“The focus of the assessment was wetland habitat associated with the Elands River, particularly the northern areas of the quaternary catchments.  The flight was carried out from the Harrismith airfield by Dries Lategan in his Cessna 210.  Dries had previously carried out survey flights of the Wilge and Seekoeivlei project areas and was therefore well aware of the specific requirements for an aerial survey of welands.  This, together with his local knowledge of the area, was invaluable in producing a very successful flight.

Twenty-one wetland sites were identified within the project area, of which eleven were prioritised as having good potential for wetland rehabilitation.  An additional twenty-four wetlands were identified just outside the prioritised catchments.  Many of these sites had good potential for rehabilitation and will be considered when planning for future rehabilitation projects.”

Working for Wetlands – Ezemvelo

wetlands_ezemvelo_19062008

Mission: Identify Wetland Habitats Suitable for Rehabilitation
Date: 19 June 2008
Requesting organisation: Working for Wetlands
Location: Ezemvelo Area,  Eastern Gauteng
Pilot: Wouter van Ginkel

This photo shows wetland habitat associated with the upper reaches of the Honde River, with a few erosion problems.

Bateleurs pilot Wouter van Ginkel volunteered for the mission to survey wetland habitat in the Ezemvelo area, in eastern Gauteng.  The Working for Wetlands Team comprised Co-ordinator Retief Grobler, accompanied by Thomani Manungufula.  Here are some extracts from the report by Retief:

“The focus of the assessment was to identify wetland habitats suitable for rehabilitation in Gauteng that are primarily associated with drainage lnes forming part of the Upper Olifants River Catchment (Wilge River Catchment in Gauteng).

In general, surveyed drainage lines flowed in two different directions:  the larger area drained eastward along the Wilge River System into Loskop Dam . . . while the remaining area drained northwards along the Elands River System into Rust de Winter dam.  Both the Wilge and Elands rivers are part of the Olifants River Catchment.

The surveyed Gauteng portion of the Wilge River catchment is currently unaffected by coal miing and is largely intact, with the main land use being related to agricultural practices.  Wetlands in this area therefore considered as important sources of good quality water to the Olifants River, which helps to partially dilute some of the existing pollution.  Opportunities were therefore sought to protect (secure) existing wetland habitat by stabilising erosion features, while improvements in the provision of wetland ecosystems services, via rewetting of desiccated areas, were also targeted.  Tributaries of the Wilge River that were investigated from the air included the Osspruit, Honde River, and several unnamed ddainage lines. …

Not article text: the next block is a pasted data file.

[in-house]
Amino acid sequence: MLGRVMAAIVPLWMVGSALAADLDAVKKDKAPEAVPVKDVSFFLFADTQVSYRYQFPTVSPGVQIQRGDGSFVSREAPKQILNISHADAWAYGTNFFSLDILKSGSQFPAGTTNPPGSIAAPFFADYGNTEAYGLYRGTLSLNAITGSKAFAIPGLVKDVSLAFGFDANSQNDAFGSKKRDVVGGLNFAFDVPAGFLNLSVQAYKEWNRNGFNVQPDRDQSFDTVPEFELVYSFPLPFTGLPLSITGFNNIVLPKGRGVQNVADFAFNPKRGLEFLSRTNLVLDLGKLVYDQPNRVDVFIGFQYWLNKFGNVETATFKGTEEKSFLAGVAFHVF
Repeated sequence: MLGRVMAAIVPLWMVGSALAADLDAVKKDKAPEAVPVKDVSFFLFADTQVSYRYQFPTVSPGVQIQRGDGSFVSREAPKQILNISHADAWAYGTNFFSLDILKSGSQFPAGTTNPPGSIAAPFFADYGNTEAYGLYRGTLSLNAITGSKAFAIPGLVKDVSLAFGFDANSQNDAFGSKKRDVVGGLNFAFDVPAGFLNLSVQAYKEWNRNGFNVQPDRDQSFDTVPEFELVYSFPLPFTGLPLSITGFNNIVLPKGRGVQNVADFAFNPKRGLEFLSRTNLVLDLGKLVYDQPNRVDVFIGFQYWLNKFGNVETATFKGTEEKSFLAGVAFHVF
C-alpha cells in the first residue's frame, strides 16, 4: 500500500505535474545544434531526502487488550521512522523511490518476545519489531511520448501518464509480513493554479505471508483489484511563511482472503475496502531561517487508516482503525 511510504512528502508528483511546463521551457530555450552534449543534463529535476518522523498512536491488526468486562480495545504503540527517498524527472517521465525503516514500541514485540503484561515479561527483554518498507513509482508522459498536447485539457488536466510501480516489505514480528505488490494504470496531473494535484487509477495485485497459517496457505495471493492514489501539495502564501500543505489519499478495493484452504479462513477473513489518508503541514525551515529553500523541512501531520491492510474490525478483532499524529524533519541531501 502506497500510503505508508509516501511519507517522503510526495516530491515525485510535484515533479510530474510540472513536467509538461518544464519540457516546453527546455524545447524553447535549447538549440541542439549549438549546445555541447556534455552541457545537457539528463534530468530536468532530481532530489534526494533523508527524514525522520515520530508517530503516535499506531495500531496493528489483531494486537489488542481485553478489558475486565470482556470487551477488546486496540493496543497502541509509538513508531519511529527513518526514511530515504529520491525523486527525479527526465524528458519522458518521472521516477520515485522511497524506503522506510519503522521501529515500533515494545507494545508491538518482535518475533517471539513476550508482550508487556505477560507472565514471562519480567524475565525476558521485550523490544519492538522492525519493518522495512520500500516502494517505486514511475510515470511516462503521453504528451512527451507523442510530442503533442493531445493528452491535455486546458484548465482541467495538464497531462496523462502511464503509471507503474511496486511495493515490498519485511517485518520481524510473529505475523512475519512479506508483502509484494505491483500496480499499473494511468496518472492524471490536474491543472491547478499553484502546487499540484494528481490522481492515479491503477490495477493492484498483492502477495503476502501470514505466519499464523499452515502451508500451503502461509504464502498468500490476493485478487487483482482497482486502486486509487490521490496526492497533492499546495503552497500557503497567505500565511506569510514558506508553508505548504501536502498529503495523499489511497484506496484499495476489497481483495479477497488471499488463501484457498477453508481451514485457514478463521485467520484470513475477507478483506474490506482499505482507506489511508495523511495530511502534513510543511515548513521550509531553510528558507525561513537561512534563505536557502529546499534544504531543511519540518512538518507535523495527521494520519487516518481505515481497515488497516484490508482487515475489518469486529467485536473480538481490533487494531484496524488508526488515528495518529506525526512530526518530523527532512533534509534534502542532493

The survey was considered a success despite the hazy conditions typical of the Highveld during winter.  The Working for Wetlands tean expressed their gratitude for the flight and confirmed that they had accomplished what they set out to do.  A big thank you to The Bateleurs for affording us the opportunity to fly for a good cause!”

Working for Wetands -Suikerbosrand and surrounds

wetlands_suikerbosrand__11062008

Mission:Identify Wetland Habitats Suitable for Rehabilitation
Date: 11 June 2008
Requesting organisation: Working for Wetlands
Location: Suikerbosrand and surrounds, Gauteng South
Pilot: Rob Osner and Tony Kent

The photo illustrates an unchannelled valley bottom wetland to the left of the road inside Suikerbosrand Nature Reserve.

The Suikerbosrand mission for Working for Wetlands was flown by Rob Osner with Tony Kent acting as his co-pilot.  This is the report prepared by Tony:

“Rob Osner and I volunteered to fly this mission request in his neat C210 out of Brakpan Benoni Airfield.

Retief Grobler and Thomani Manungufala from Working for Wetlands arrived early, armed with their cameras, GPS and Google pictures. Both are veterans at aerial surveys so the ground brief covered just the intended route – starting at Suikerbosrand, heading westerly, taking in the Blesbokspruit, Meyerton area, Rietspruit running through Evaton, then further west to the Fochville area, before completing a circular routing back to our home base.

By 09h00 we were airborne and immediately noted that horizontal visibility was rather hazy, thanks to the usual winter Gauteng smog!  Within five minutes, we were over our target area. The Suikerbosrand is a hilly area near Heidelberg running East-West, and is a declared nature reserve with plenty of zebra, wildebeest, impala and other game and birds.  It is a favourite hiking area, with overnight huts if you take the longer walks. Retief had identified six points he wanted to see and photograph, and this was a little challenging as Suikerbosrand is a relatively small area of about 30 km x 12 km.  In addition, as we flew, a few new sites needing attention presented themselves.  They needed to be photographed and have their co-ordinates noted, and this required some fairly aggressive aerial manoeuvering!  Depending on the light, Rob would position the aircraft for the best camera angle for either Retief or Thomani to snap away.

We then headed westward, which thankfully was more relaxing and gave everyone a chance to settle their tummies …

The fix at Meyerton passed quickly, as did the Rietspruit at Evaton, and onward to the four fixes in the Fochville area.

We then routed southeast towards Vanderbijlpark, flying over Boipatong and Sharpeville before intercepting the confluence of “three rivers” at Vereeniging. We then followed the Suikerbosrant River back towards Heidelberg, and finally back to Brakpan Airfield.  Just over 1.5 hours later we landed back home safely.

Our guests from Working for Wetlands expressed their gratitude for the flight, and confirmed that  they had accomplished what they set out to do.

From the pilots, again, thank you to The Bateleurs for affording us the opportunity to fly for a good cause!!”